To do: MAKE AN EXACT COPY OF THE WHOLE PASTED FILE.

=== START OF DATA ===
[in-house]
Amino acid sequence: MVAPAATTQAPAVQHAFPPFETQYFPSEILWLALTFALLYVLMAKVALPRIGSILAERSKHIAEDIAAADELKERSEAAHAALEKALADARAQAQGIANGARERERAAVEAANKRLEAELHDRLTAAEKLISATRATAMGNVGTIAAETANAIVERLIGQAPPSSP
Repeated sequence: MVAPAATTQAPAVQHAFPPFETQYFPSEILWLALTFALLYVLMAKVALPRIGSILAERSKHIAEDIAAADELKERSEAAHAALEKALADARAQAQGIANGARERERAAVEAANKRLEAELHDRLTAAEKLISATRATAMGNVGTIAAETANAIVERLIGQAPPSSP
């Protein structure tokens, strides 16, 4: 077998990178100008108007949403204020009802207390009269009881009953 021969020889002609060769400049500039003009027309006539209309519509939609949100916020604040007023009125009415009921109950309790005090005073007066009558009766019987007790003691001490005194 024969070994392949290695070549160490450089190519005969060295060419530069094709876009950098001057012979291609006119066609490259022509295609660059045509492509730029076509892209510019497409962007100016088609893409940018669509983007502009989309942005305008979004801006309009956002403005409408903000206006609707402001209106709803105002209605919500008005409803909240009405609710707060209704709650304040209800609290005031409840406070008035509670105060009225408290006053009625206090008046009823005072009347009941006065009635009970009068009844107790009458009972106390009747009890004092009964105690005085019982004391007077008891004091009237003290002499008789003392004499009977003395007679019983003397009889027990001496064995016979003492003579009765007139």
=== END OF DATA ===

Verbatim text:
[in-house]
Amino acid sequence: MVAPAATTQAPAVQHAFPPFETQYFPSEILWLALTFALLYVLMAKVALPRIGSILAERSKHIAEDIAAADELKERSEAAHAALEKALADARAQAQGIANGARERERAAVEAANKRLEAELHDRLTAAEKLISATRATAMGNVGTIAAETANAIVERLIGQAPPSSP
Repeated sequence: MVAPAATTQAPAVQHAFPPFETQYFPSEILWLALTFALLYVLMAKVALPRIGSILAERSKHIAEDIAAADELKERSEAAHAALEKALADARAQAQGIANGARERERAAVEAANKRLEAELHDRLTAAEKLISATRATAMGNVGTIAAETANAIVERLIGQAPPSSP
């Protein structure tokens, strides 16, 4: 077998990178100008108007949403204020009802207390009269009881009953 021969020889002609060769400049500039003009027309006539209309519509939609949100916020604040007023009125009415009921109950309790005090005073007066009558009766019987007790003691001490005194 024969070994392949290695070549160490450089190519005969060295060419530069094709876009950098001057012979291609006119066609490259022509295609660059045509492509730029076509892209510019497409962007100016088609893409940018669509983007502009989309942005305008979004801006309009956002403005409408903000206006609707402001209106709803105002209605919500008005409803909240009405609710707060209704709650304040209800609290005031409840406070008035509670105060009225408290006053009625206090008046009823005072009347009941006065009635009970009068009844107790009458009972106390009747009890004092009964105690005085019982004391007077008891004091009237003290002499008789003392004499009977003395007679019983003397009889027990001496064995016979003492003579009765007139």